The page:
A thought kept repeating itself to Duane, and it was that he might have
spared himself concern through his imagining how awful it would be to kill
a man. He had no such feeling now. He had rid the community of a drunken,
bragging, quarrelsome cowboy.
When he came to the gate of his home and saw his uncle there with a
mettlesome horse, saddled, with canteen, rope, and bags all in place, a
subtle shock pervaded his spirit. It had slipped his mind—the
consequence of his act. But sight of the horse and the look of his uncle
recalled the fact that he must now become a fugitive. An unreasonable
anger took hold of him.
"The d—d fool!" he exclaimed, hotly. "Meeting Bain wasn't much,
Uncle Jim. He dusted my boots, that's all. And for that I've got to go on
"Son, you killed him—then?" asked the uncle, huskily.
"Yes. I stood over him—watched him die. I did as I would have been
"I knew it. Long ago I saw it comin'. But now we can't stop to cry over
spilt blood. You've got to leave town an' this part of the country."
"Mother!" exclaimed Duane.
"She's away from home. You can't wait. I'll break it to her—what she
Suddenly Duane sat down and covered his face with his hands.
"My God! Uncle, what have I done?" His broad shoulders shook.
"Listen, son, an' remember what I say," replied the elder man, earnestly.
"Don't ever forget. You're not to blame. I'm glad to see you take it this
way, because maybe you'll never grow hard an' callous. You're not to
blame. This is Texas. You're your father's son. These are wild times. The
law as the rangers are laying it down now can't change life all in a
minute. Even your mother, who's a good, true woman, has had her share in
making you what you are this moment. For she was one of the pioneers—the
fightin' pioneers of this state. Those years of wild times, before you was
born, developed in her instinct to fight, to save her life, her children,
an' that instinct has cropped out in you. It will be many years before it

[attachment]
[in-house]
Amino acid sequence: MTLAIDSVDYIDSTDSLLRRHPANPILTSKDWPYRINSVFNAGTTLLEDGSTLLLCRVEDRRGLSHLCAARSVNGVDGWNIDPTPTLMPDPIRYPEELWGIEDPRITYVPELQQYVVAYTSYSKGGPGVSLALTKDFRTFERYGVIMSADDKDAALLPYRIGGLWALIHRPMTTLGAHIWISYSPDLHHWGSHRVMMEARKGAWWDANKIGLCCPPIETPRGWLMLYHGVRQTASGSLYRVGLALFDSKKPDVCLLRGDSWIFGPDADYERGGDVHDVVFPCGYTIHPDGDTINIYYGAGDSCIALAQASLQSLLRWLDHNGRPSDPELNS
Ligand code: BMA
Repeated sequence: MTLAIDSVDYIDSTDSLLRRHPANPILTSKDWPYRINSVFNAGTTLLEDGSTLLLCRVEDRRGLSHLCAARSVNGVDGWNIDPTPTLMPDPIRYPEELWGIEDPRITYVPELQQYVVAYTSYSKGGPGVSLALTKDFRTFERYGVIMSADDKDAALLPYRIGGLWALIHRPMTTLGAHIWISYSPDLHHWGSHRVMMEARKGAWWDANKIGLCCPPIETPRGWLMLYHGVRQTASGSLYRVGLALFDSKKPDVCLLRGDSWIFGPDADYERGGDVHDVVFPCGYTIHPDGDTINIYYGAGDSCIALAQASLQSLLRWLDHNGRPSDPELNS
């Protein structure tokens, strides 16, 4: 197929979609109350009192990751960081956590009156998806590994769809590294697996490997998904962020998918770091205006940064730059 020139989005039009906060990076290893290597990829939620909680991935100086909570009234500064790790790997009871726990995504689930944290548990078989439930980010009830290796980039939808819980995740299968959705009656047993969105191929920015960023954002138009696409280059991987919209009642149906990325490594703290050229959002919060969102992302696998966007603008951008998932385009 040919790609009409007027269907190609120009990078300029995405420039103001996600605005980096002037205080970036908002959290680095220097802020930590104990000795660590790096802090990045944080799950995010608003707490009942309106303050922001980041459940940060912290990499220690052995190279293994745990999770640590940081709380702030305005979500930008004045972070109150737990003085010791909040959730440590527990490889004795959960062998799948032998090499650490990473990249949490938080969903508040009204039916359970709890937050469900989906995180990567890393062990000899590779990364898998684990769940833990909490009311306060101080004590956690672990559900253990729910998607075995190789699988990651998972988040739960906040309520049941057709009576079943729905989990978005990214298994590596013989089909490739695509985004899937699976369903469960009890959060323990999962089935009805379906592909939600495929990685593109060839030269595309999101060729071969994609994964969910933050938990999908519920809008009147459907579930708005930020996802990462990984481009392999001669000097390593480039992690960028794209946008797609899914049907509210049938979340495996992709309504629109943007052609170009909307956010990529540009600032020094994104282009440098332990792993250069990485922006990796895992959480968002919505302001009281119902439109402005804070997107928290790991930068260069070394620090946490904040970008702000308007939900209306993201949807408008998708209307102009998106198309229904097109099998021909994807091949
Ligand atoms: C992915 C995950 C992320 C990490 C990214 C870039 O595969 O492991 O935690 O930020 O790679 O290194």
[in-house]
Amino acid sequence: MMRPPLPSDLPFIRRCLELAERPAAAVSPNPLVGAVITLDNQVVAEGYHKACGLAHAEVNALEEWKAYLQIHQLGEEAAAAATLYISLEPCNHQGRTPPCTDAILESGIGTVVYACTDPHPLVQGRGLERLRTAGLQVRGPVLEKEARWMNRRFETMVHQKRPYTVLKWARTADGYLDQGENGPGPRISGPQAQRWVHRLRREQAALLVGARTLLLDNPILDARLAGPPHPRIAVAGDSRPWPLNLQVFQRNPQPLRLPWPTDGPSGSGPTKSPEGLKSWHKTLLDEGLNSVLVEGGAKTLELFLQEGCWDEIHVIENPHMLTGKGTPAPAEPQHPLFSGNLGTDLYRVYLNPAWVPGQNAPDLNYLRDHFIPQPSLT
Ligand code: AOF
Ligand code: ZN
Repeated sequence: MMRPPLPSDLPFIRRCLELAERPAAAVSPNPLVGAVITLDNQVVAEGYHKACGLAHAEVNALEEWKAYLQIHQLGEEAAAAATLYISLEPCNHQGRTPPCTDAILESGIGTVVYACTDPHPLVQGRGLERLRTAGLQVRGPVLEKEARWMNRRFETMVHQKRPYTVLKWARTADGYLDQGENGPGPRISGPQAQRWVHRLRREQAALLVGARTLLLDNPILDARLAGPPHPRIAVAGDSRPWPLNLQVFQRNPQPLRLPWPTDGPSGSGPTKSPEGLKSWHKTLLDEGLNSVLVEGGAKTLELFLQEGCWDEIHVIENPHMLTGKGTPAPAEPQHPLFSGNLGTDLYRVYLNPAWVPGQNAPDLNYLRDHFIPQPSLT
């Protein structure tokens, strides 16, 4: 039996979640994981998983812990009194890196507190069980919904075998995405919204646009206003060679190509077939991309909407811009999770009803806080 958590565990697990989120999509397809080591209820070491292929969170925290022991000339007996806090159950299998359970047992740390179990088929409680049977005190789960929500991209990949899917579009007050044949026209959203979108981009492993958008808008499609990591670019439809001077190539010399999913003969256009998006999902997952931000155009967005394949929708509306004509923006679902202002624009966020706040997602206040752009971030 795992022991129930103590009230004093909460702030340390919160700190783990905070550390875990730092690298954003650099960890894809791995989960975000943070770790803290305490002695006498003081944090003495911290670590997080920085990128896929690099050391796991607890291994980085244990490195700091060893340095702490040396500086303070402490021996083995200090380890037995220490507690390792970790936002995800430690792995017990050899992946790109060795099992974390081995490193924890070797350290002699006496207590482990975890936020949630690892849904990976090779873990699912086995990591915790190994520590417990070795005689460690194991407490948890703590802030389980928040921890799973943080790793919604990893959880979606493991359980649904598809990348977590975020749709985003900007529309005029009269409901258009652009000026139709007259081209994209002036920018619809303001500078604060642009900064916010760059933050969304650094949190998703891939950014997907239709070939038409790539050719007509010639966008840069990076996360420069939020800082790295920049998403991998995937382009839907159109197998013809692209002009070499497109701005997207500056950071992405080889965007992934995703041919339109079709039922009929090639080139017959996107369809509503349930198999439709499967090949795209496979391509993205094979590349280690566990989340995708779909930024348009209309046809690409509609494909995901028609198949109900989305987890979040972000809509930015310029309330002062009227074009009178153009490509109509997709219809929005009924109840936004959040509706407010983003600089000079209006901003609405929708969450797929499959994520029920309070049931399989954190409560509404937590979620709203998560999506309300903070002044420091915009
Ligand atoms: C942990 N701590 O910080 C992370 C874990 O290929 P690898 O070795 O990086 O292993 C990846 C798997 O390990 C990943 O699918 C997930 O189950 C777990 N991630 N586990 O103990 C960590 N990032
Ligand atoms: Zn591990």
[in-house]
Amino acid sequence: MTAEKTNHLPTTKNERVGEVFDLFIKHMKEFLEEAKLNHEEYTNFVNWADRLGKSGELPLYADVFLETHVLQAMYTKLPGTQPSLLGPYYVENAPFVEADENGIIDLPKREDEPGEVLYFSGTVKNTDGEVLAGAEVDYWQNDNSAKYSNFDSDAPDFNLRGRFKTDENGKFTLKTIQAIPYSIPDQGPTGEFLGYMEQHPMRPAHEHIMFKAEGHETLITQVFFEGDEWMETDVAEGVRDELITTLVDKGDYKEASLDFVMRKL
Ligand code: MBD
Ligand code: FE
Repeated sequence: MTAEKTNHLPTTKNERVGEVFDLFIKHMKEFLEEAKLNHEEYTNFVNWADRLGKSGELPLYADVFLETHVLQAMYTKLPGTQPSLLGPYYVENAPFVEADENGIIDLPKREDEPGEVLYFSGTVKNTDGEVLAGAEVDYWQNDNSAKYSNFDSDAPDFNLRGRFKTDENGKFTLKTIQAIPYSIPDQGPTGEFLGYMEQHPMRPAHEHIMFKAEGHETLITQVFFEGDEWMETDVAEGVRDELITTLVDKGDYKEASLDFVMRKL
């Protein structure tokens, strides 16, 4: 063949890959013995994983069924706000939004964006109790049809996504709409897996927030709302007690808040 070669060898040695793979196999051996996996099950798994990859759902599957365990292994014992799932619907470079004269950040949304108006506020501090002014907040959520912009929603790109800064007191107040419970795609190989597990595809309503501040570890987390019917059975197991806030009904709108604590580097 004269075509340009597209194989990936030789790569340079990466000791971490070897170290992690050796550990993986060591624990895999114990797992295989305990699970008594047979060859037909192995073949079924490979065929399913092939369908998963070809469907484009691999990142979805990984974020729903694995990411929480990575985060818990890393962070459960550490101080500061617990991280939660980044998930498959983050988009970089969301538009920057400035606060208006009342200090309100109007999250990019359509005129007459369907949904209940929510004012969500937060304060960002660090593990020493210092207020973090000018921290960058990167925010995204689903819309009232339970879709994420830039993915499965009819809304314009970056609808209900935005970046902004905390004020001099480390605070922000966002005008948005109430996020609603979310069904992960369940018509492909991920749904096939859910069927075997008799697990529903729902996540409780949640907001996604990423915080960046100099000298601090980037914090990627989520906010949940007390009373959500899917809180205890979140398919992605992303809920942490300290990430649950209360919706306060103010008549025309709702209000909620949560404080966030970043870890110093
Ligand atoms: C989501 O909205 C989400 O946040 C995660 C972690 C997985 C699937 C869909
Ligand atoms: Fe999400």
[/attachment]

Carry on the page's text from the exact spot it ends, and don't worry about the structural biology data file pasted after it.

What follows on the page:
dies out of the boys born in Texas."
"I'm a murderer," said Duane, shuddering.
"No, son, you're not. An' you never will be. But you've got to be an
outlaw till time makes it safe for you to come home."
"I said it. If we had money an' influence we'd risk a trial. But we've
neither. An' I reckon the scaffold or jail is no place for Buckley Duane.
Strike for the wild country, an' wherever you go an' whatever you do-be a
man. Live honestly, if that's possible. If it isn't, be as honest as you
can. If you have to herd with outlaws try not to become bad. There are
outlaws who 're not all bad—many who have been driven to the river
by such a deal as this you had. When you get among these men avoid brawls.
Don't drink; don't gamble. I needn't tell you what to do if it comes to
gun-play, as likely it will. You can't come home. When this thing is lived
down, if that time ever comes, I'll get word into the unsettled country.
It'll reach you some day. That's all. Remember, be a man. Goodby."
Duane, with blurred sight and contracting throat, gripped his uncle's hand
and bade him a wordless farewell. Then he leaped astride the black and
rode out of town.
As swiftly as was consistent with a care for his steed, Duane put a
distance of fifteen or eighteen miles behind him. With that he slowed up,
and the matter of riding did not require all his faculties. He passed
several ranches and was seen by men. This did not suit him, and he took an
old trail across country. It was a flat region with a poor growth of
mesquite and prickly-pear cactus. Occasionally he caught a glimpse of low
hills in the distance. He had hunted often in that section, and knew where
to find grass and water. When he reached this higher ground he did not,
however, halt at the first favorable camping-spot, but went on and on.
Once he came out upon the brow of a hill and saw a considerable stretch of
country beneath him. It had the gray sameness characterizing all that he
had traversed. He seemed to want to see wide spaces—to get a glimpse
of the great wilderness lying somewhere beyond to the southwest. It was
sunset when he decided to camp at a likely spot he came across. He led the
horse to water, and then began searching through the shallow valley for a
suitable place to camp. He passed by old camp-sites that he well
remembered. These, however, did not strike his fancy this time, and the
significance of the change in him did not occur at the moment. At last he
found a secluded spot, under cover of thick mesquites and oaks, at a
goodly distance from the old trail. He took saddle and pack off the horse.
He looked among his effects for a hobble, and, finding that his uncle had
failed to put one in, he suddenly remembered that he seldom used a hobble,
and never on this horse. He cut a few feet off the end of his lasso and
used that. The horse, unused to such hampering of his free movements, had
to be driven out upon the grass.
Duane made a small fire, prepared and ate his supper. This done, ending
the work of that day, he sat down and filled his pipe. Twilight had waned
into dusk. A few wan stars had just begun to show and brighten. Above the
low continuous hum of insects sounded the evening carol of robins.
Presently the birds ceased their singing, and then the quiet was more